Botanical Flower Names

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Sometimes a flower’s Latin, scientific or botanical name is the same (or almost the same) as its common name.

Think of tulip (Tulipa), rose (Rosa), veronica (Veronica), and banksia (Banksia).

And sometimes the flower has a common name very different to its botanical name.

Such as steel grass (Xanthorrhoea), snapdragon (Antirrhinum), and cornflower (Centaurea cyanus).

Why do botanic names matter?

Well, your ‘Billy buttons’ might be your neighbour’s ‘batchelors’ buttons’, or your wholesaler’s ‘drumsticks’. But it’s everyone’s Craspedia.

And your Antirrhinum will always look the same, whether you order snapdragon, lion’s mouth, calf snout or dogflower,

The botanical flower name – sometimes called the Latin or scientific name – is consistent around the world. If you went flower shopping in Sydney, Sao Paolo or Singapore, and asked for the botanical name, you’d get exactly the same flower wherever you were.

Use a common name, and who knows what you might get!

Ask for smokebush and you might get a white, furry, Australian native wildflower – or you might get a smooth purple branching foliage. That could make a big difference.

Some growers and wholesalers only use a cultivar name (sort of like the breeder’s brand name, see below) – which can sometimes make identifying the actual flower very difficult.

If you know the botanic name, that will tell you more about how to condition and use the flower. So “Misty” or “Emile” aren’t very informative, but if you know they are both Limonium – well, then you know the flowers will probably be purplish, will make excellent fillers, and be longlasting in water.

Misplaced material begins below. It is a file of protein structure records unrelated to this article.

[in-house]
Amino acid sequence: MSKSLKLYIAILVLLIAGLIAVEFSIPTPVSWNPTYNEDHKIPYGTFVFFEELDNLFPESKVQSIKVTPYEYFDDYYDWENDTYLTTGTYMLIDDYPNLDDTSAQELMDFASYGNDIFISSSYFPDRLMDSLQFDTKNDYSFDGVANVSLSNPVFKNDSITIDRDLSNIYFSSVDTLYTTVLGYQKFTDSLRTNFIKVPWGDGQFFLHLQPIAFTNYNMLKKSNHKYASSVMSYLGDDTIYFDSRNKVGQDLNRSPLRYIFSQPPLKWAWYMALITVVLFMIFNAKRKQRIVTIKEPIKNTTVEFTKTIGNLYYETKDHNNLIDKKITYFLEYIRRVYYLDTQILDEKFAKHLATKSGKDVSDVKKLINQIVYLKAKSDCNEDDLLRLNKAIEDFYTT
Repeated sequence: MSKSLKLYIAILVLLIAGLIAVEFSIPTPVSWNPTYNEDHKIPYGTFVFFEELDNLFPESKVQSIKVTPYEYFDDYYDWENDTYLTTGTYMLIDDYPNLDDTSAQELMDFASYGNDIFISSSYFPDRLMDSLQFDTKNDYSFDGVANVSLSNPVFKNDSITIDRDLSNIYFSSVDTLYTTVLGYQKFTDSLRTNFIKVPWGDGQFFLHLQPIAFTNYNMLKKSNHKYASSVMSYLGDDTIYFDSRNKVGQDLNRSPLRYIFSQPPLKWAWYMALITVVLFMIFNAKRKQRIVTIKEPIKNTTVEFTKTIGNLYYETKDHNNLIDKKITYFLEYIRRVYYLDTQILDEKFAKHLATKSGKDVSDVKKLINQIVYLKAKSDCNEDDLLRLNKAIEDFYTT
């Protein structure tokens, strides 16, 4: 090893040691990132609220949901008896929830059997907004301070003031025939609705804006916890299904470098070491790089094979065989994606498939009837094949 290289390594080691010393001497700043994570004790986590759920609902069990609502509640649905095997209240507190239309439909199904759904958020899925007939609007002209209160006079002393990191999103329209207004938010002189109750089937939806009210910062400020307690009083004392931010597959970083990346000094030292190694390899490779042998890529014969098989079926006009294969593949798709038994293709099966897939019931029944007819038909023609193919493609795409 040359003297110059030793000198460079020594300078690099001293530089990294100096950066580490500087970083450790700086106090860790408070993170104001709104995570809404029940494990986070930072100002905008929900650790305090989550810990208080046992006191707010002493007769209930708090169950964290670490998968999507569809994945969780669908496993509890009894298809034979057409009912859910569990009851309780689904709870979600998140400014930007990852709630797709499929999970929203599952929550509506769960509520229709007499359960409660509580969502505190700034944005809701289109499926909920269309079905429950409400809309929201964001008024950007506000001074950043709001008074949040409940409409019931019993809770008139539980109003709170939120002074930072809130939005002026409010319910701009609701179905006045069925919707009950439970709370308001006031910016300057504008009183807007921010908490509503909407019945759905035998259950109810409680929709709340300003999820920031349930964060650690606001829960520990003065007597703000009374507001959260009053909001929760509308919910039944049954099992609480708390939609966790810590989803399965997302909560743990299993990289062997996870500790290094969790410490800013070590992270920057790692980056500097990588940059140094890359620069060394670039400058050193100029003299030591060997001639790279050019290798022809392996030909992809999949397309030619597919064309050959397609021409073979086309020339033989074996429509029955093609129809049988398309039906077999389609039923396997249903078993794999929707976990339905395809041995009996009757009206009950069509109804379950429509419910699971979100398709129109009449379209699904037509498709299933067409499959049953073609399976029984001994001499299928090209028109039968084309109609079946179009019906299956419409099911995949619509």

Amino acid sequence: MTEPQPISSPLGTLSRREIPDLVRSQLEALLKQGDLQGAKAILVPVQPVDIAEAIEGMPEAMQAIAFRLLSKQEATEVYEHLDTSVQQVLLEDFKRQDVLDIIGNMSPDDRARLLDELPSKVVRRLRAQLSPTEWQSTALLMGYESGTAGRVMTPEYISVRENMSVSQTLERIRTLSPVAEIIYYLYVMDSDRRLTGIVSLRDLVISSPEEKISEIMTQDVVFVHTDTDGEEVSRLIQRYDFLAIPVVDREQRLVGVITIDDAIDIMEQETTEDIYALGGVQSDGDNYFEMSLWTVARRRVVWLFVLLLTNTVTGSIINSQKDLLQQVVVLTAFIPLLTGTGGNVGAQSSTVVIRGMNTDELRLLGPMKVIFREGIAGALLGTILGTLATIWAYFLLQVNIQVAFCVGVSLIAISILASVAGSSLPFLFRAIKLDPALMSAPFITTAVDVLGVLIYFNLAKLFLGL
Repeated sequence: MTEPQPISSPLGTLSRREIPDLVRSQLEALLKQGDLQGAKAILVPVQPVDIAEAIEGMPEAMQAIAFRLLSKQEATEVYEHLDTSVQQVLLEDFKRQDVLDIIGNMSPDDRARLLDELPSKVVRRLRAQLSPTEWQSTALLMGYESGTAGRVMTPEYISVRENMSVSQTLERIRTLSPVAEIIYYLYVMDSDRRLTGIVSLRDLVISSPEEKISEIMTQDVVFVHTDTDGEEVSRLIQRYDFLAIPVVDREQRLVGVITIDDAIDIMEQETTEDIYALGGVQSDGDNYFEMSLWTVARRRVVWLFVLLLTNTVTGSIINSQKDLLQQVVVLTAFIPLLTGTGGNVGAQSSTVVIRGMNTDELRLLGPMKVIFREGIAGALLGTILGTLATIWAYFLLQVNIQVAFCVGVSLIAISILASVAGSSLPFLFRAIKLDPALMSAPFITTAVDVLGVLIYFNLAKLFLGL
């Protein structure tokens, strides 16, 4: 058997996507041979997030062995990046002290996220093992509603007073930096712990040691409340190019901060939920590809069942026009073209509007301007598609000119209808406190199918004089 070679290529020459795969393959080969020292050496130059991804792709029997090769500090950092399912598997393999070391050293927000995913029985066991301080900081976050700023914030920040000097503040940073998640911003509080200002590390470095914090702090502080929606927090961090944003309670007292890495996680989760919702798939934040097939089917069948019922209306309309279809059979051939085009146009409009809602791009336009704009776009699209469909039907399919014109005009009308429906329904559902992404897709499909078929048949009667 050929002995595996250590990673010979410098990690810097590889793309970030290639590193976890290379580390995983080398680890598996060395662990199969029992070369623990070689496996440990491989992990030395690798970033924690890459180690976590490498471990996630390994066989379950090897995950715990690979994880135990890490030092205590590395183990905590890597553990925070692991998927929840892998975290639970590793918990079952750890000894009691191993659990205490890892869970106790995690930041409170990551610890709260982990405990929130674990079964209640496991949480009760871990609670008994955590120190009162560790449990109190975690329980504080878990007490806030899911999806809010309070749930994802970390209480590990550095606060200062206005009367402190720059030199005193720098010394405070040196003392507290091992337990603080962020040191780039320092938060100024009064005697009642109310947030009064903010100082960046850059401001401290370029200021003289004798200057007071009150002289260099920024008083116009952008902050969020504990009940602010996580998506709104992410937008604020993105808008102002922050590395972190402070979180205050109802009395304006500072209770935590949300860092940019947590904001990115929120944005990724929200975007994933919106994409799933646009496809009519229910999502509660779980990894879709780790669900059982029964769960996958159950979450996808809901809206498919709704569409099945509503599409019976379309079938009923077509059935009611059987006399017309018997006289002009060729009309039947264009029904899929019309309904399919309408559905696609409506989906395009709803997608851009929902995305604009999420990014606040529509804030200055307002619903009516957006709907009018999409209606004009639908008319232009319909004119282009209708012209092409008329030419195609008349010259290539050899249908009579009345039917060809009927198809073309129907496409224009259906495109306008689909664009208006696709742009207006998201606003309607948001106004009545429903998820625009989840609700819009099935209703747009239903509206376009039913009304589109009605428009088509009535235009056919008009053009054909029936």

Why are Latin names so complicated?

There’s a global convention for botanic names, so all countries follow the same rules. Here’s a simple guide, based on our lovely native flower,  Banksia attenuata (the candlestick banksia).

Banksia is the genus name – like your surname. This has a capital letter. Like any family, it could have hundreds of members, or just a few.

The word attenuata is the species name, like your first name. It describes the kind of banksia it is – in this case, one with a long, thin appearance (attenuated means thin or reduced). Many botanic names give useful information about plants, and their habitats, origins or appearances.

When the two names are used together, they are italicised.

You might also see the first part abbreviated – B. attenuata – if a lot of the same genus is being talked about at the same time.

Sometimes there is more than one plant with the same name in a genus – just as in a family there could be more than one John Brown, for instance. We might give those Johns nicknames, to differentiate them.

In the same way, plant breeders may develop slightly different John Browns – one with stronger colouring, or more upright growth, for instance. They will give these variations what is called a cultivar name – a Culti-vated Var-iety. These have capital letters and usually quote marks around, for example Banksia ‘Raspberry Frost’. The cultivars have to have consistent, stable, meaningful differences from the species.

Botanic, scientific, Latin names for flowers and their common names too

Find the flower or foliage you are looking for in our lists here :

Flowers and foliages by common name, with their botanic names alongside.

Flowers and foliages by botanic name, with their common names alongside.


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